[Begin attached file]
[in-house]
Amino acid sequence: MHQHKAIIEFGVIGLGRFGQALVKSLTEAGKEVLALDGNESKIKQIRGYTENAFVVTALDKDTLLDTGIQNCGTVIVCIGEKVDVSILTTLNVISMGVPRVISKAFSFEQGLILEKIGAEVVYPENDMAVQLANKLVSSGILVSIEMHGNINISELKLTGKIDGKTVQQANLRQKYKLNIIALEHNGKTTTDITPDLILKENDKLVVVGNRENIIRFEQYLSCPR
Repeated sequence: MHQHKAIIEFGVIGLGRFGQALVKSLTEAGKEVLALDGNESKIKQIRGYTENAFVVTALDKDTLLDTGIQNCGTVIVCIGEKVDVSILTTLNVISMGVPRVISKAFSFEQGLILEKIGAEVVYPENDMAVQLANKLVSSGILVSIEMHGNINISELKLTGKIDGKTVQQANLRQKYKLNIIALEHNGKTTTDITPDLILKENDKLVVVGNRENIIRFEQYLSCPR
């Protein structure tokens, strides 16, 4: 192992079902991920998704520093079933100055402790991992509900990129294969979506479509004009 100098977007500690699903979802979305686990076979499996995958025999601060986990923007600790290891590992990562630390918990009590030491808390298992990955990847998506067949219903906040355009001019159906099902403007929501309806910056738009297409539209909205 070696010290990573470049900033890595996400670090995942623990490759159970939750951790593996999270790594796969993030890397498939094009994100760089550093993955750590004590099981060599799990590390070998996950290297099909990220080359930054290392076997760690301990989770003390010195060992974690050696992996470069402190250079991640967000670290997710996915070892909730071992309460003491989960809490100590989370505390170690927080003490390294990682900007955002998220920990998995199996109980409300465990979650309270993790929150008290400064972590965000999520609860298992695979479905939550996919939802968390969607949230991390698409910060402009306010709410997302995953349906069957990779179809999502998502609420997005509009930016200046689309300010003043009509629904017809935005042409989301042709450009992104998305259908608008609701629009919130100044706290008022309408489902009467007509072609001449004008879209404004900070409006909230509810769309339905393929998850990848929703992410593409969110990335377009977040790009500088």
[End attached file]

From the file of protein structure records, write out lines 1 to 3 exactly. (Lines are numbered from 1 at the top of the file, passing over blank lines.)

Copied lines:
[in-house]
Amino acid sequence: MHQHKAIIEFGVIGLGRFGQALVKSLTEAGKEVLALDGNESKIKQIRGYTENAFVVTALDKDTLLDTGIQNCGTVIVCIGEKVDVSILTTLNVISMGVPRVISKAFSFEQGLILEKIGAEVVYPENDMAVQLANKLVSSGILVSIEMHGNINISELKLTGKIDGKTVQQANLRQKYKLNIIALEHNGKTTTDITPDLILKENDKLVVVGNRENIIRFEQYLSCPR
Repeated sequence: MHQHKAIIEFGVIGLGRFGQALVKSLTEAGKEVLALDGNESKIKQIRGYTENAFVVTALDKDTLLDTGIQNCGTVIVCIGEKVDVSILTTLNVISMGVPRVISKAFSFEQGLILEKIGAEVVYPENDMAVQLANKLVSSGILVSIEMHGNINISELKLTGKIDGKTVQQANLRQKYKLNIIALEHNGKTTTDITPDLILKENDKLVVVGNRENIIRFEQYLSCPR